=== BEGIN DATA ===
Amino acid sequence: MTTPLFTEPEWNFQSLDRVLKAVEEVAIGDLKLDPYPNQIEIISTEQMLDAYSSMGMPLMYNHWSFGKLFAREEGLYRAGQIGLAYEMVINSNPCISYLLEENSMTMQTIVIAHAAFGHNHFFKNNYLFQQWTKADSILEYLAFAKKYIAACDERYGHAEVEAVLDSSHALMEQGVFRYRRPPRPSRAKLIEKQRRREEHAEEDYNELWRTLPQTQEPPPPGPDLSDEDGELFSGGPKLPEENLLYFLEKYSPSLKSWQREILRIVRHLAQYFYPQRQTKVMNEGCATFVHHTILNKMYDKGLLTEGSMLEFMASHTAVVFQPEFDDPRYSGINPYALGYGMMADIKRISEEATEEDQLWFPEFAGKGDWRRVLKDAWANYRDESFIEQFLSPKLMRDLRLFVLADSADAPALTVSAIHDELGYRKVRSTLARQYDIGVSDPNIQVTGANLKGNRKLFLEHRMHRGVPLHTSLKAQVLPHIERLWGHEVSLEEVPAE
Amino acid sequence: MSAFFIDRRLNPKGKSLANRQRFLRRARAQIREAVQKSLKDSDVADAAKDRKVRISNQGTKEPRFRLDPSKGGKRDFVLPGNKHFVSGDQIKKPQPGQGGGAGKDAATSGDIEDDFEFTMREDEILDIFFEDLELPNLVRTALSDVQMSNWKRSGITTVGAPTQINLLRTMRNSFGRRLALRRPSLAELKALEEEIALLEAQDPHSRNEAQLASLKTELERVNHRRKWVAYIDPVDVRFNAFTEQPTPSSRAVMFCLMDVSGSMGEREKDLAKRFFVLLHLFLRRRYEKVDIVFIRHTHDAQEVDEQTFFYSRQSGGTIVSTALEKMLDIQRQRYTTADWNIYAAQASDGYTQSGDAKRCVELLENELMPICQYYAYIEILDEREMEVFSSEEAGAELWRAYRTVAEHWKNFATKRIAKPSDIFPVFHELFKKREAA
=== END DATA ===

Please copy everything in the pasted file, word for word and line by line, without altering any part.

Amino acid sequence: MTTPLFTEPEWNFQSLDRVLKAVEEVAIGDLKLDPYPNQIEIISTEQMLDAYSSMGMPLMYNHWSFGKLFAREEGLYRAGQIGLAYEMVINSNPCISYLLEENSMTMQTIVIAHAAFGHNHFFKNNYLFQQWTKADSILEYLAFAKKYIAACDERYGHAEVEAVLDSSHALMEQGVFRYRRPPRPSRAKLIEKQRRREEHAEEDYNELWRTLPQTQEPPPPGPDLSDEDGELFSGGPKLPEENLLYFLEKYSPSLKSWQREILRIVRHLAQYFYPQRQTKVMNEGCATFVHHTILNKMYDKGLLTEGSMLEFMASHTAVVFQPEFDDPRYSGINPYALGYGMMADIKRISEEATEEDQLWFPEFAGKGDWRRVLKDAWANYRDESFIEQFLSPKLMRDLRLFVLADSADAPALTVSAIHDELGYRKVRSTLARQYDIGVSDPNIQVTGANLKGNRKLFLEHRMHRGVPLHTSLKAQVLPHIERLWGHEVSLEEVPAE
Amino acid sequence: MSAFFIDRRLNPKGKSLANRQRFLRRARAQIREAVQKSLKDSDVADAAKDRKVRISNQGTKEPRFRLDPSKGGKRDFVLPGNKHFVSGDQIKKPQPGQGGGAGKDAATSGDIEDDFEFTMREDEILDIFFEDLELPNLVRTALSDVQMSNWKRSGITTVGAPTQINLLRTMRNSFGRRLALRRPSLAELKALEEEIALLEAQDPHSRNEAQLASLKTELERVNHRRKWVAYIDPVDVRFNAFTEQPTPSSRAVMFCLMDVSGSMGEREKDLAKRFFVLLHLFLRRRYEKVDIVFIRHTHDAQEVDEQTFFYSRQSGGTIVSTALEKMLDIQRQRYTTADWNIYAAQASDGYTQSGDAKRCVELLENELMPICQYYAYIEILDEREMEVFSSEEAGAELWRAYRTVAEHWKNFATKRIAKPSDIFPVFHELFKKREAA